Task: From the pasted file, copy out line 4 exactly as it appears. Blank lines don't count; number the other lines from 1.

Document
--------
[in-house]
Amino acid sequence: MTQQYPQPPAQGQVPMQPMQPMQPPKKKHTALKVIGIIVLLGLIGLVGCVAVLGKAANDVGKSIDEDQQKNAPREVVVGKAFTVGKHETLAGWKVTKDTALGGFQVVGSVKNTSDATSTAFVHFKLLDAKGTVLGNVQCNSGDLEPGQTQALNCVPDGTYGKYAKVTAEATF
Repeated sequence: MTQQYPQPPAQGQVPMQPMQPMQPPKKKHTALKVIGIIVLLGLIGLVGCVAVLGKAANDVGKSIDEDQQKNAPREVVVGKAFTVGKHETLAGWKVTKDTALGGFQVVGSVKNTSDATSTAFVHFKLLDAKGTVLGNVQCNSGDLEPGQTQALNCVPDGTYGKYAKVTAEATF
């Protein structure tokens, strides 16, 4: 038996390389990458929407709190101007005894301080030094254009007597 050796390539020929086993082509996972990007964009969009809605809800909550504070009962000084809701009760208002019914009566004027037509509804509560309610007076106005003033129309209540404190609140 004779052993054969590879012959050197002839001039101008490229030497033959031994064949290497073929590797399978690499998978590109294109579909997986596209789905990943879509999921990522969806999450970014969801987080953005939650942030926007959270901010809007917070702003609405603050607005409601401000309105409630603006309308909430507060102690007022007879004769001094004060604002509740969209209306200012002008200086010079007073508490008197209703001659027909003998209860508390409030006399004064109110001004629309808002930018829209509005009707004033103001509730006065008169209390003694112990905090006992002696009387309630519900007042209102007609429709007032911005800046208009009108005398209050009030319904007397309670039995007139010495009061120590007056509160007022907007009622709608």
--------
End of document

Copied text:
């Protein structure tokens, strides 16, 4: 038996390389990458929407709190101007005894301080030094254009007597 050796390539020929086993082509996972990007964009969009809605809800909550504070009962000084809701009760208002019914009566004027037509509804509560309610007076106005003033129309209540404190609140 004779052993054969590879012959050197002839001039101008490229030497033959031994064949290497073929590797399978690499998978590109294109579909997986596209789905990943879509999921990522969806999450970014969801987080953005939650942030926007959270901010809007917070702003609405603050607005409601401000309105409630603006309308909430507060102690007022007879004769001094004060604002509740969209209306200012002008200086010079007073508490008197209703001659027909003998209860508390409030006399004064109110001004629309808002930018829209509005009707004033103001509730006065008169209390003694112990905090006992002696009387309630519900007042209102007609429709007032911005800046208009009108005398209050009030319904007397309670039995007139010495009061120590007056509160007022907007009622709608």